Central Segmental Mandibular Defects

Microvascular bone transfer has resulted in durable anterior arch replacement in the vast majority of cases, far exceeding the results of prior methods of reconstruction. Isolated anterior arch defects can be reconstructed using any of the available favored -g donor sites; however, the associated soft tissue defects may require more discernment |

in choice of the most appropriate flap. Common associated soft tissue defects include ยป

those involving the floor of mouth, lower lip, chin and neck, and tongue. The scapula, iliac crest, and fibula each possess unique attached soft tissue components. The soft tissue components of the iliac crest include a closely attached and relatively thick skin paddle and a thin sheetlike muscular component. The fibula possesses a closely attached thin skin paddle that may be made sensate. Although the scapular system has the least substantial bone of the three flaps, it possesses the most substan- |

tial and adaptable soft tissue components including the transverse scapular and

Figure 2 Stereolithographic model used to adapt a reconstruction plate and bone graft accurately into a segmental mandibular defect.
Figure 4 Osteotomized fibular bone with associated skin paddle draping over the neoalveolus and anterior floor of mouth.

parascapular flaps (sometimes thick), latissimus dorsi muscle and overlying skin, and serratus anterior muscle (and underlying ribs).

Most anterior segmental mandibular defects will have an associated defect of the anterior floor of mouth (Fig. 3). Therefore, at least a portion of the soft tissue component of the free flap must be used to resurface the anterior floor of mouth and close the through-and-through defect in this area. It is fortunate that most resections involve this type of defect and the fibular flap performs well with its thin and pliable skin component draped over the neoalveolus and anterior floor of mouth (Fig. 4). The skin component can also be draped over partial defects of the anterior mobile tongue, if needed. The iliac crest also performs well in this situation. The muscular component of this flap is draped over the neoalveolus and anterior floor of mouth and left to resurface with epithelium. The scapular flap is less desirable because its skin component is relatively thick (Fig. 5). Nevertheless, it can be used if the other flaps are unavailable.

Anterior segmental defects associated with even total loss of the lower lip are best approached by considering the lip defect as a totally separate entity from the mandibular and anterior floor of mouth defect. The lip is best reconstructed independently using advancement or transposition flaps from the opposite lip or cheek because no soft tissue components of an osseous free flap will adequately duplicate the appearance of a natural lip (Fig. 6). As an alternative, a radial forearm free flap -g could be used in addition to the osseous flap to reconstruct the lower lip.

Sometimes the anterior arch defect is associated with a substantial loss of skin over the chin and neck. The fibular flap often proves inadequate to reconstruct the intra- and extraoral soft tissue deficits. However, the iliac crest flap is suitable with its muscular component for the intraoral defect and its skin component for the chin and neck defect (Fig. 7). The fibular flap could be used and the extraoral defect res- |

urfaced with a regional flap (lower island trapezius or pectoralis flap). Although the scapular flap is also suitable, the drawbacks regarding the intraoral reconstruction persist.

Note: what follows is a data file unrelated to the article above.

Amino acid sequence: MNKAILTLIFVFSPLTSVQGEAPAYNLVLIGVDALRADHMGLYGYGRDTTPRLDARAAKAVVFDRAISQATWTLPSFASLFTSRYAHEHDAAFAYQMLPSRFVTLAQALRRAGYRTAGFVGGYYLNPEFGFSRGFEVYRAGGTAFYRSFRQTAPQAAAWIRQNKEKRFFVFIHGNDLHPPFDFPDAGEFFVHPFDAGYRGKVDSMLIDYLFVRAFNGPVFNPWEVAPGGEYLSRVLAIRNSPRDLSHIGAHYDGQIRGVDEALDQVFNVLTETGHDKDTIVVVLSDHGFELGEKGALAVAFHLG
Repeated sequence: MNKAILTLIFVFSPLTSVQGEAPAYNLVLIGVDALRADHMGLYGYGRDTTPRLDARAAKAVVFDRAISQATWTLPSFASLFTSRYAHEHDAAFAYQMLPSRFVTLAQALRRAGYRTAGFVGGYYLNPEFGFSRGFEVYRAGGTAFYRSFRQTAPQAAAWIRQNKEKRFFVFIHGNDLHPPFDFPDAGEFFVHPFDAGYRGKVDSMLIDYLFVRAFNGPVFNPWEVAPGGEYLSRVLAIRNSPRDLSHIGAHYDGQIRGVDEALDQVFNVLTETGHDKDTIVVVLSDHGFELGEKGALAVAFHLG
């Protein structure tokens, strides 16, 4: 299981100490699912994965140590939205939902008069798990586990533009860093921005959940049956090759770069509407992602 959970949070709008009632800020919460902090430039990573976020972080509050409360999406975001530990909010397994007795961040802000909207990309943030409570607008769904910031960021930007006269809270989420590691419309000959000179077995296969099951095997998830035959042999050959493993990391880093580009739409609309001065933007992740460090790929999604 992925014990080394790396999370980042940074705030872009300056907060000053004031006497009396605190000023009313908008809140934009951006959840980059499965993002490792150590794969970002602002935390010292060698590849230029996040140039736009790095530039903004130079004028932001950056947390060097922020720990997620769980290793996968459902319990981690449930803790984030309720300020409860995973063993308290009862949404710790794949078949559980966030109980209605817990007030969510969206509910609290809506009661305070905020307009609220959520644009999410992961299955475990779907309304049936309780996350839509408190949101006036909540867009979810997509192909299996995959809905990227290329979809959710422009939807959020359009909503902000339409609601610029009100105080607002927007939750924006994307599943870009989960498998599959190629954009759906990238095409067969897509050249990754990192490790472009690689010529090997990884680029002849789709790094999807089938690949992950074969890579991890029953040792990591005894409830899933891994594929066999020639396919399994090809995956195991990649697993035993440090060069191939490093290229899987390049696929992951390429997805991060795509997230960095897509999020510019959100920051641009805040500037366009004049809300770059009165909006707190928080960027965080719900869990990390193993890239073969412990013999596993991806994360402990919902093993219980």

Figure 5 Anterior segmental defect reconstructed with a scapular flap. Note the thick skin flap over the anterior floor of mouth displacing tongue superolaterally. 4-point star = parascapular skin flap; 5-point star = remaining tongue.

Figure 6 Secondary reconstruction of the lower lip in a patient reconstructed with a fibular flap. The skin component was used to resurface the anterior floor of mouth (a). The lower lip defect was initially closed with a portion of the skin from the free flap, but healing resulted in the deformity shown. Secondary repair of the lip with a Karapandzic advancement was performed (b-d). Use of the skin from the free flap was clearly inadequate and the patient would have been better served by reconstruction of the lip independently during the initial surgery.

Figure 6 Secondary reconstruction of the lower lip in a patient reconstructed with a fibular flap. The skin component was used to resurface the anterior floor of mouth (a). The lower lip defect was initially closed with a portion of the skin from the free flap, but healing resulted in the deformity shown. Secondary repair of the lip with a Karapandzic advancement was performed (b-d). Use of the skin from the free flap was clearly inadequate and the patient would have been better served by reconstruction of the lip independently during the initial surgery.

Figure 7 Patient with a squamous cell cancer eroding the central and lateral mandibular segments and skin (a). The patient underwent reconstruction with an iliac crest composite flap (b).

Patients with substantial defects of the tongue combined with chin and neck defects often require multiple regional or free flaps. The scapular system of flaps can be used as an alternative. The parascapular and transverse scapular flaps can be used to reconstruct the tongue (if bulk is needed) and the chin/neck defect. Reconstruction of the floor of the mouth often is obviated by the use of the large skin flap for the tongue. If there is an expansive defect in the neck, the musculocu-taneous latissimus component of the scapular system is used.

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